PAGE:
Malibu Civic Theater

Malibu’s city council has called a special city council meeting for 11 o’clock Tuesday morning, Nov. 5. They’ll go behind closed doors to consider a letter threatening a lawsuit from a Malibu lawyer, representing "significant exposure to litigation" over Malibu's at-large elections.

Milton Grimes and his law partner Kevin Shenkman have sent letters to dozens of California cities threatening lawsuits.

In other cities, they have claimed that full voting rights for minority voters have been denied because the cities have citywide council elections and not district voting.

Malibu has citywide council voting—not districts—but has curiously has not been served with the letters until now.

Apparently, attorney Milton Grimes has sent a letter to Malibu threatening a lawsuit under the California Voting Rights Act of 2001.

According to the most recent U.S. census estimate from last year, Malibu has an 89 percent white electorate. Just eight percent of the voters are Latino and Latino voters are not believed to be concentrated in any one part of the city. It would seem that the citywide voting in Malibu does not dilute minority voting power.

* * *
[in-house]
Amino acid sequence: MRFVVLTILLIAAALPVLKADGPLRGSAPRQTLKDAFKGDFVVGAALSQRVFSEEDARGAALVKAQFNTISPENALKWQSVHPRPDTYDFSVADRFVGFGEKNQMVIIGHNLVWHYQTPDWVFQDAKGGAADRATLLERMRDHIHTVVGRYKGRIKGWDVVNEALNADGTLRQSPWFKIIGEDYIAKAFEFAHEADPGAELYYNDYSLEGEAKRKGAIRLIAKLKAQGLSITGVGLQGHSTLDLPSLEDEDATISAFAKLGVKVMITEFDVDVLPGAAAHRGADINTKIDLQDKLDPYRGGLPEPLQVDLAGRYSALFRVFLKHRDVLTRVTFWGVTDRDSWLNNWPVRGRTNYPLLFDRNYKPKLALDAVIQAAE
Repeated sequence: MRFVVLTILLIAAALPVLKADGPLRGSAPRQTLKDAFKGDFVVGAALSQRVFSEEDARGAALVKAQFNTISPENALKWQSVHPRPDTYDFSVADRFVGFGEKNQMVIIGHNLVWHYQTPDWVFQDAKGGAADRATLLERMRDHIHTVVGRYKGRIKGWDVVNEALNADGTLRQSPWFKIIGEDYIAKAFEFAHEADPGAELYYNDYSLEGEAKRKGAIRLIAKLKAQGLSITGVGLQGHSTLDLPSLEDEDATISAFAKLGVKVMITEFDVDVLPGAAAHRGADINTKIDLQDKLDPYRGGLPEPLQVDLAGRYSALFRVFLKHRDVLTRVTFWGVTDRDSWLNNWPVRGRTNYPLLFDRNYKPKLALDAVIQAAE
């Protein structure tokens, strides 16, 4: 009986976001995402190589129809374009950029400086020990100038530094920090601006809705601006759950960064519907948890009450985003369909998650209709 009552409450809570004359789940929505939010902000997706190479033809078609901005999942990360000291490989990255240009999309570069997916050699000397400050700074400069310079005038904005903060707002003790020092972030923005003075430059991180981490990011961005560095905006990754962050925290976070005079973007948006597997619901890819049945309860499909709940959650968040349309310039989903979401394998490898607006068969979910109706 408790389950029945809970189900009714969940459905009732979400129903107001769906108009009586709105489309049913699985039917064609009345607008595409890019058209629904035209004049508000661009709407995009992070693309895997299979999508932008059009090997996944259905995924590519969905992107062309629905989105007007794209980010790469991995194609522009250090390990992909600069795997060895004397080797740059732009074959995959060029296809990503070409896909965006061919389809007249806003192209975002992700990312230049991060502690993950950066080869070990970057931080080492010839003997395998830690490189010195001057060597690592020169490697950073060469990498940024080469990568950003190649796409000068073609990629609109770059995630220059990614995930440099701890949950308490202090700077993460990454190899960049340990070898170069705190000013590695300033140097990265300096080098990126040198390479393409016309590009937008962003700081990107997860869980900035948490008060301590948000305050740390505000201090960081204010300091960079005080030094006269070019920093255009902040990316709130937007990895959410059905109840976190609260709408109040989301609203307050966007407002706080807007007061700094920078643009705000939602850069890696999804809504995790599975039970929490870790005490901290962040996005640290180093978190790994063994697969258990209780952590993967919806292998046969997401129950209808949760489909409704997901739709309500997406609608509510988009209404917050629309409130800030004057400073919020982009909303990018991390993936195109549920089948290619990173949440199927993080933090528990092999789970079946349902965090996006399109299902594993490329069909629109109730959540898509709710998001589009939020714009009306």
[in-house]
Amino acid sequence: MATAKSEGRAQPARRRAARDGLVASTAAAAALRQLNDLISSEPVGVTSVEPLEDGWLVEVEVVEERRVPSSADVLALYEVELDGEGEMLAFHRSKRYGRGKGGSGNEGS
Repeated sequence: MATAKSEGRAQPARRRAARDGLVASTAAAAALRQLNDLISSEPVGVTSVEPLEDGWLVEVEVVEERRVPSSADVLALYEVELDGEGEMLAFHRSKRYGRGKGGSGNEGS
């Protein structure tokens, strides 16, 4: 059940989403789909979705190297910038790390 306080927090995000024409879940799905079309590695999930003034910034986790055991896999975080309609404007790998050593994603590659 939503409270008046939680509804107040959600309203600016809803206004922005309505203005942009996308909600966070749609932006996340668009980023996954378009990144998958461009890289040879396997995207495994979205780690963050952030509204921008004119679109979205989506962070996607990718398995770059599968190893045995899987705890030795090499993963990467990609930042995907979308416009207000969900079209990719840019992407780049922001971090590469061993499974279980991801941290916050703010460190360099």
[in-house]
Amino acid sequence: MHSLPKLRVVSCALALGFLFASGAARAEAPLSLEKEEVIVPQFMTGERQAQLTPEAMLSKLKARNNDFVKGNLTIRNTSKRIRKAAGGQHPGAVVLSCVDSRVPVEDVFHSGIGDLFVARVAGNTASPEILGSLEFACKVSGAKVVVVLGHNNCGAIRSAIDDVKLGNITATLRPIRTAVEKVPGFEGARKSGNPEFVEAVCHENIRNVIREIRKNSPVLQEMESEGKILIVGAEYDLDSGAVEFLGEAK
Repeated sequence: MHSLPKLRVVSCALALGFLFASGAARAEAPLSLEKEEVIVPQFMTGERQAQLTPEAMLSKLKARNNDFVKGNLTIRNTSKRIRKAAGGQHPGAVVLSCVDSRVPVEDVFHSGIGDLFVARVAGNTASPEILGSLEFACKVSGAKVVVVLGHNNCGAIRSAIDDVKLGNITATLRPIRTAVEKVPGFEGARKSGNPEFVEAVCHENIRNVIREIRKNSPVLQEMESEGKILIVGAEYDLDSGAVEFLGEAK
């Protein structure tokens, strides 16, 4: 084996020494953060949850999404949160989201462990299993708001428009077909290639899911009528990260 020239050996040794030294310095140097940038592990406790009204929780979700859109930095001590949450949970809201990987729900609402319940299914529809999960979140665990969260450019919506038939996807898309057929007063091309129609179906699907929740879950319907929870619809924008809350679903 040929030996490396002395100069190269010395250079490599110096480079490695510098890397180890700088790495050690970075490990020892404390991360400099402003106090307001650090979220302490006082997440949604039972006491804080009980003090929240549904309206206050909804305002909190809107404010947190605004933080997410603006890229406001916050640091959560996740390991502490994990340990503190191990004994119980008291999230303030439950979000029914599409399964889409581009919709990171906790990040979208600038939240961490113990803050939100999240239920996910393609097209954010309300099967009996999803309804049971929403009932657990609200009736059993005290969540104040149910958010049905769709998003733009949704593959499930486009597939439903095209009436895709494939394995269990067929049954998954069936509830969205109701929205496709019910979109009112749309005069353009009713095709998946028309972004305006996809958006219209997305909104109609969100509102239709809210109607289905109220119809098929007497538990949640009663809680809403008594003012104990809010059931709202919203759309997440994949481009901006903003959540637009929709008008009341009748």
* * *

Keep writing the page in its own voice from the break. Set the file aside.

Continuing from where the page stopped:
But fighting such a lawsuit could be very very expensive. 

Grimes and his partner Shenkman have made a very lucrative practice other cities say they have been shaken down by the law firm.

They get paid 30 thousand dollars for just writing the letter.

Now, if the city moves to voting by district it would quite likely mean that every one of the five city council seats would be up for election in the next general election.

That's in exactly one year: 2020.

That would include incumbent mayor Karen Farrer and Mikke Pierson, even thought their terms currently go to 2022—two years past the next election in 2020.  Farrer and Pierson would apparently have to run for re-election from within their districts.

And this would clip their maximum terms of service to two—one of two years, one of four.

The other three council members’ terms all expire in 2020 anyway.

Rick Mullen could run for re-election, but Skylar Peak and Jefferson "Zuma Jay" Wagner are banned from running again by a term limits initiative passed by voters 19 years ago.

The meeting's full agenda can be found here.

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